• Perhaps the most critical and contentious questions related to oil are ‘who owns, controls, or has access to this resource?’ Control over reserves, production, distribution, and refining is critical to the distribution of benefits and costs of oil and to deeper global, economic, and political dynamics. Access to and control over oil is as important today as actually owning it, and increasingly, private oil companies are exerting control over the industry.
  • At least four types of conflicts occur over oil: (a) conflict with indigenous groups over oil development; (b) civil unrest or war that uses disruption of oil operations as a tactic; (c) superpower geopolitics (e.g., control over Middle East oil reserves); and (d) terrorism targeting oil facilities.
  • Oil exploration, drilling, and extraction also lead to a range of acute and chronic health impacts.
  • Health impacts extend outside the walls of refineries, where studies have demonstrated a clear relationship between the proximity of communities to refineries and the incidence levels of cancer. Near the SAPREF refinery in Durban, Leukemia rates are 24 times the South African national average and respiratory problems are four times the national average. Residents report acute health effects such as coughing, burning eyes, headache, dizziness, and nausea, severe asthma and cases of rare diseases, such as teenage lupus erythromatosus and childhood kidney cancer.


  • Fuelwood is the cheapest and most commonly used energy source for the rural poor. Even after electrification many poor households in South Africa still use fuelwood for cooking because they cannot afford electric appliances and the monthly electricity bill. Fuelwood is therefore a most important energy source for the poor in southern Africa and Africa at present.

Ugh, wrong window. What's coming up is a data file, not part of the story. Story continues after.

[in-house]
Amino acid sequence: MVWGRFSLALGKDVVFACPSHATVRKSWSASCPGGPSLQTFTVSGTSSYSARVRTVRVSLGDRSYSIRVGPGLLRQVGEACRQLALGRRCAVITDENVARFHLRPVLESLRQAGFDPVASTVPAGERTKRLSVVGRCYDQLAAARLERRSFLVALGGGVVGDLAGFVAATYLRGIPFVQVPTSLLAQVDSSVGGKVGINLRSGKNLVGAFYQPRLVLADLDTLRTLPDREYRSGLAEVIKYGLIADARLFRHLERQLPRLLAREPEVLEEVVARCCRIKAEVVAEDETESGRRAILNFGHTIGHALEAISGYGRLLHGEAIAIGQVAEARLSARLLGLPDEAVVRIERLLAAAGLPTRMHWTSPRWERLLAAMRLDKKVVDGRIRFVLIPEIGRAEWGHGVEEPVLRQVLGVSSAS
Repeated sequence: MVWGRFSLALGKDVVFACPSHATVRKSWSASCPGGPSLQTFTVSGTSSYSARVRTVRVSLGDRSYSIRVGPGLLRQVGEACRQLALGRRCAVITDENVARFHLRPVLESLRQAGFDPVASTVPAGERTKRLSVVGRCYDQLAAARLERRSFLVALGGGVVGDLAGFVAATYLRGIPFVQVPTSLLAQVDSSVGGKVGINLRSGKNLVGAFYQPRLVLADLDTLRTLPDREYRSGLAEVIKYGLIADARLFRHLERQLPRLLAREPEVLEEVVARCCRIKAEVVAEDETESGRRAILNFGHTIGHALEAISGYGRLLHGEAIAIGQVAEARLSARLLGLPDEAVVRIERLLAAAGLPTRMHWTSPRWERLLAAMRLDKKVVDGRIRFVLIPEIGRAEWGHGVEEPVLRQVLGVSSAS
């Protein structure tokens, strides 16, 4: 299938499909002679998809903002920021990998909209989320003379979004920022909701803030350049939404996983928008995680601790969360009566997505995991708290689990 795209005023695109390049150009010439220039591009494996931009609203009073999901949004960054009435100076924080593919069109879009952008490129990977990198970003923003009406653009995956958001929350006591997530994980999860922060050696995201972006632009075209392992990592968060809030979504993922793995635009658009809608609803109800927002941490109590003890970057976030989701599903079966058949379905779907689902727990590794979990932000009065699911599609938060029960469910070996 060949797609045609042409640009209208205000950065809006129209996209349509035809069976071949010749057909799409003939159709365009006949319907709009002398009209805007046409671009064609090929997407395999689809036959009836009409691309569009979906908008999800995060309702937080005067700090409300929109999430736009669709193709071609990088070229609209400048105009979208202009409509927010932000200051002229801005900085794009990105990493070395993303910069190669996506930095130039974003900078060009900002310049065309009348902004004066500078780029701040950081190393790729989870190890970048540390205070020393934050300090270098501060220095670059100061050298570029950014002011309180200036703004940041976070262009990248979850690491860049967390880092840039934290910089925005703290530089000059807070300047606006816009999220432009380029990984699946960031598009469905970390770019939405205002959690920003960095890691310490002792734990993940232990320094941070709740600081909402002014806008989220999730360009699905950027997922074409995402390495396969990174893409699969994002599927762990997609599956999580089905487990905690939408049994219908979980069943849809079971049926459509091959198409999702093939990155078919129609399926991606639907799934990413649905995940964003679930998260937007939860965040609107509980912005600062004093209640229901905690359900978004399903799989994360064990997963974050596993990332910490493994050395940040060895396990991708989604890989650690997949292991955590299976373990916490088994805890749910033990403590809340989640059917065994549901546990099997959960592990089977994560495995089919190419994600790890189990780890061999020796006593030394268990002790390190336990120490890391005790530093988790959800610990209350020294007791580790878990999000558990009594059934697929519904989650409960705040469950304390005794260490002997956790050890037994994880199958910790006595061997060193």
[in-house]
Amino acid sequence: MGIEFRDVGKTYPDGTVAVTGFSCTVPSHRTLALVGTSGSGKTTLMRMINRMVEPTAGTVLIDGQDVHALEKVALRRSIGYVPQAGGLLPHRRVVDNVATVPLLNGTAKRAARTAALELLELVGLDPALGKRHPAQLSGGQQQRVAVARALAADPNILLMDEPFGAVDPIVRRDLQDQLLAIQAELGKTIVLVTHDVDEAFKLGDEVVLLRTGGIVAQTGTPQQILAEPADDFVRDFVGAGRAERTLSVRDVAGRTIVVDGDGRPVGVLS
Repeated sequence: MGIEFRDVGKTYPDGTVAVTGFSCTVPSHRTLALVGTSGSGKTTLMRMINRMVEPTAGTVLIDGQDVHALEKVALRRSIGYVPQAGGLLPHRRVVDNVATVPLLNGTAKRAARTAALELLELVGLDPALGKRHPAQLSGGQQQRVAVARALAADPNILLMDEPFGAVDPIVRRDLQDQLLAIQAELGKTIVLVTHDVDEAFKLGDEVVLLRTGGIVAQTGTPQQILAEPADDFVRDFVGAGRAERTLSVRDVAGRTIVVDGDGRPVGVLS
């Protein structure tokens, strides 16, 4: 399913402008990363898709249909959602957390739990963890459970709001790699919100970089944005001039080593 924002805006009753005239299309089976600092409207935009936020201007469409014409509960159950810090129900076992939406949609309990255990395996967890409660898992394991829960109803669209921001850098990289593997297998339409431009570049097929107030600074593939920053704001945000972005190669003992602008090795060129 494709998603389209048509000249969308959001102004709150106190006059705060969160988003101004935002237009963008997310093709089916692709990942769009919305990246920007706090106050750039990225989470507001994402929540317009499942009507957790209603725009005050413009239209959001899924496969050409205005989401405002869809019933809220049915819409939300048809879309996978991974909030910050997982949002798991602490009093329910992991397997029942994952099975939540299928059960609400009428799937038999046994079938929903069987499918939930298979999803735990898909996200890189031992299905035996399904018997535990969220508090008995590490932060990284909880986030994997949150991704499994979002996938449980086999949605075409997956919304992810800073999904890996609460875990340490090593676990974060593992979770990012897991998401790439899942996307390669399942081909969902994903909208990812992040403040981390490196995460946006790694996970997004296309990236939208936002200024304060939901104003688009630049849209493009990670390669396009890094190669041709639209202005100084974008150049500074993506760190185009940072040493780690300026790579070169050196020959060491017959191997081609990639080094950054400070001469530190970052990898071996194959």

• Fuelwood is a valuable national resource in South Africa that is being rapidly and in many cases unsustainably depleted at an alarming rate.
  • Fuelwood can be a renewable resource if it is sustainably managed.
  • Fuelwood is carbon neutral (although it takes decades to replenish)
  • Unsustainable harvesting of wood has many negative impacts including deforestation, land degradation, soil erosion and desertification.
  • Fuelwood is becoming scarce and poor women and children have to walk increasingly great distances to find and gather fuelwood for their cooking and heating needs.
  • People exposed to indoor air pollution from cooking with fuelwood run a high risk of many respiratory diseases

Associated Organisations:

Future Light , Beco Institute for Sustainable Business , BP SA , Bulgaz Convertors , City of Cape Town - Environmental Planning , Department of Energy , Eskom , Department of Trade and Industry , Durban Solid Waste Cleansing and Solid Waste , Spintelligent , Biolight , Savannah Environmental , International Institute for Energy Conservation - Africa , Kumba Resources , National Business Initiative (NBI) , Riso Africa , Nedbank Group , New Energy Technologies (Pty) Ltd , Programme for Basic Energy & Conservation , Renewable Energy and Energy Efficiency Partnership (REEEP) Southern Africa Secretariat , Sasol Limited , Living Green , Southern African Association for Energy Efficiency (SAEE) , SouthSouthNorth Trust , Chem-free Aqua , WSP Environment & Energy , International Technology Sourcing , I M Lighting , The Green Shop , Flexopower , African Windpower , Addicom , Green Life Store , eZee SA , Sunfor Technologies , ZM Pumps , i Power SA ve , Global Carbon Exchange , ELECTRIC BLUE LED CC , sustainableIT , Freefall Trading 115 , AdoGreen Recruitment , South African National Energy Association (SANEA) - , Greenability , Solarise Energy Solutions , Astronomical Society of Southern Africa - Dark Sky Section , Energywise Systems , SMA Solar Technology South Africa , Kestrel Wind Turbines , Exxaro Resources Limited , Nokia South Africa Ltd , MTN , Biofires cc , Energy Institute, Cape Peninsula University of Technology , Kwazulu-Natal Master Builders and Allied Industries , Sustainable Energy Society of Southern Africa (SESSA) , Utility Management for Africa (UMFA) , African Climate Reality Project - Food & Trees for Africa , Blue North Sustainability (Pty) Ltd , Confronting Climate Change Initiative , Africa Focus Consulting